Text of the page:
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A line of code is worth a thousand words :) Here is my problem:

/* Platform specific 16-byte alignment macro switch.
   On Visual C++ it would substitute __declspec(align(16)).
   On GCC it substitutes __attribute__((aligned (16))).
#define ALIGN_16 ...

struct ALIGN_16 A {...};

A* ptr = new A;
A* ptr2 = new A[20];

assert(size_t(ptr) % 16 == 0);

for (int i=0; i<20; ++i)
    assert(size_t(ptr2+i) % 16 == 0);

assert(sizeof(A) % 16 == 0);

Can I expect that all assertions pass on platforms with SSE support? Thank you.

EDIT. Partial answer. I did some test with VS2008, GCC and ICC. MS compiler did align both ptr and ptr2, but GCC and ICC failed to align ptr2.

share|improve this question
Why an array of 20 As? – John Dec 15 '10 at 0:03
Just out of my head. I was wandering, if every element of the array is aligned as well. – watson1180 Dec 15 '10 at 0:22
Elements of a properly-allocated array are guaranteed by the standard to be properly aligned for the type in question. However, that alignment is an implementation detail and could in theory be to one byte (i.e. packed alignment.) – Jonathan Grynspan Dec 15 '10 at 0:30
up vote 3 down vote accepted

Is there any guarantee of alignment of address return by C++'s new operation?

In other words, you can use the standard to justify your assumption that it should work, but in practice, it may blow up in your face.

Visual C++ 6 did not align doubles allocated via new properly, so there you go.

share|improve this answer
What about newer compilers? GCC 4.xx and VS 2008? – watson1180 Dec 15 '10 at 1:09
I don't know of any compilers which provide 16-byte alignment with new or malloc, meaning that in practice, the asserts will fail. – jalf Dec 15 '10 at 8:43
@jalf, yup, that's what I figured. I suppose it's "supported" with C++0x, but considering that HeapAlloc guarantees 8 bytes indirectly (since the default packing option is 8-byte alignment for windows data structures), I doubt this will happen any time soon. – MSN Dec 15 '10 at 23:45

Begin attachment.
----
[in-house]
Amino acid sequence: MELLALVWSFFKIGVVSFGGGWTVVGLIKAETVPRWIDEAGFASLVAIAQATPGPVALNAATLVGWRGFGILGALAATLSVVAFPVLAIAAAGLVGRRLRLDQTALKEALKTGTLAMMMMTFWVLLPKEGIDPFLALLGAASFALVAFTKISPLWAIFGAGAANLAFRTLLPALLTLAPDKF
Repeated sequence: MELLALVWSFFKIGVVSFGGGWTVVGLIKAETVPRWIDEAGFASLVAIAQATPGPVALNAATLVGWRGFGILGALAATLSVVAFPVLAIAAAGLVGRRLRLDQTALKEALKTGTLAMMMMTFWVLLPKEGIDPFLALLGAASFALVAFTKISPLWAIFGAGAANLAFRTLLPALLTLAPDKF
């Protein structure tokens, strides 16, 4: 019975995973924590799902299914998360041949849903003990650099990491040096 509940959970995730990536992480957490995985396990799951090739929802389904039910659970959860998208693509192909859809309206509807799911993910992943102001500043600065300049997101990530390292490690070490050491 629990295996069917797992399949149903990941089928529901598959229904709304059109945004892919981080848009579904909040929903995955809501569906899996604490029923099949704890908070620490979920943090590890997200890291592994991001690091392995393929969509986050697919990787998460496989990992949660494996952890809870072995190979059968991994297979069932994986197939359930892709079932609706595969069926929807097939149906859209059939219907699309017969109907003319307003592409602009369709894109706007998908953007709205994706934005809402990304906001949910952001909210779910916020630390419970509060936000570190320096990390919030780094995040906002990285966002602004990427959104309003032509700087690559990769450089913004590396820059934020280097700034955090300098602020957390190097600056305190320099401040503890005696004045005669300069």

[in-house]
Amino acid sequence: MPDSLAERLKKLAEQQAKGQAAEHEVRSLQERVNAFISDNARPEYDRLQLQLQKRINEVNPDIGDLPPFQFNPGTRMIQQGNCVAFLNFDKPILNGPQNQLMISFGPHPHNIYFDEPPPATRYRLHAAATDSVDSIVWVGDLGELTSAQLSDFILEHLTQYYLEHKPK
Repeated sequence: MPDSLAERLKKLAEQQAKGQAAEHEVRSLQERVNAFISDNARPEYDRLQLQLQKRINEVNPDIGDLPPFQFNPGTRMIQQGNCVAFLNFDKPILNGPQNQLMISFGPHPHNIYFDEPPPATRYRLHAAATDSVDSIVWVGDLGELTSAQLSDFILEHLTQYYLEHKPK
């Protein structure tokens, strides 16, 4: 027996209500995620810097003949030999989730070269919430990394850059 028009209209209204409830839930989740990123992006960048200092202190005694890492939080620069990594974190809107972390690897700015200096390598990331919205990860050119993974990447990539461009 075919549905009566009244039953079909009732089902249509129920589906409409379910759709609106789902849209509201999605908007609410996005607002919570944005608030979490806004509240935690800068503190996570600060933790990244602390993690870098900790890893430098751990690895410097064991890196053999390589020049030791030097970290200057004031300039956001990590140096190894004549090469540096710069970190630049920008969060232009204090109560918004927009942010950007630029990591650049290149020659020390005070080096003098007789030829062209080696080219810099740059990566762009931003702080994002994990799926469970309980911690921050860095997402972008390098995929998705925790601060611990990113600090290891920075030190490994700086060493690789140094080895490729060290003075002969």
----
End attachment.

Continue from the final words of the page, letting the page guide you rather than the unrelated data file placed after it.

C++0x provides a new construct (in [meta.type.synop] other transformations):

std::aligned_storage<Length, Alignment>

which is guaranteed to be always correctly aligned as far as I recall.

The second parameter is optional, and defaults to the most stringent requirement possible (so that it's always safe not to precise it, but that you may pack your types more compactly if you are willing to try).

Apart from bugs, the compiler is bound to honor the requirement. If you do not have C++0x, this may be found in the tr1 namespace or on Boost.

You're the only one who can test that your particular compiler does honor this request :)

Note: on gcc-4.3.2, it is implemented as:

template<std::size_t _Len, std::size_t _Align = /**/>
struct aligned_storage
  union type
    unsigned char __data[_Len];
    struct __attribute__((__aligned__((_Align)))) { } __align;
share|improve this answer
The objects are allocated with new though, which (usually) doesn't respect specific alignment requirements. (It usually just gives you 8-byte aligned memory, which is good enough for most purposes) – jalf Dec 15 '10 at 8:44
@jalf: but the standard mandates that new returns a suitably aligned piece of memory (from [basic.std.dynamic.allocation] $2), unless I don't understand the so that it can be converted to a pointer of any complete object type with a fundamental alignment requirement (3.11) and from 3.11 [basic.align] $2 A fundamental alignment is represented by an alignment less than or equal to the greatest alignment supported by the implementation in all contexts, which is equal to alignof(std::max_align_t) (18.2). – Matthieu M. Dec 15 '10 at 9:01
... Therefore I would say that if new only returns 8-byte aligned values and std::max_align_t is superior to 8, then the implementation is non-conforming. – Matthieu M. Dec 15 '10 at 9:01

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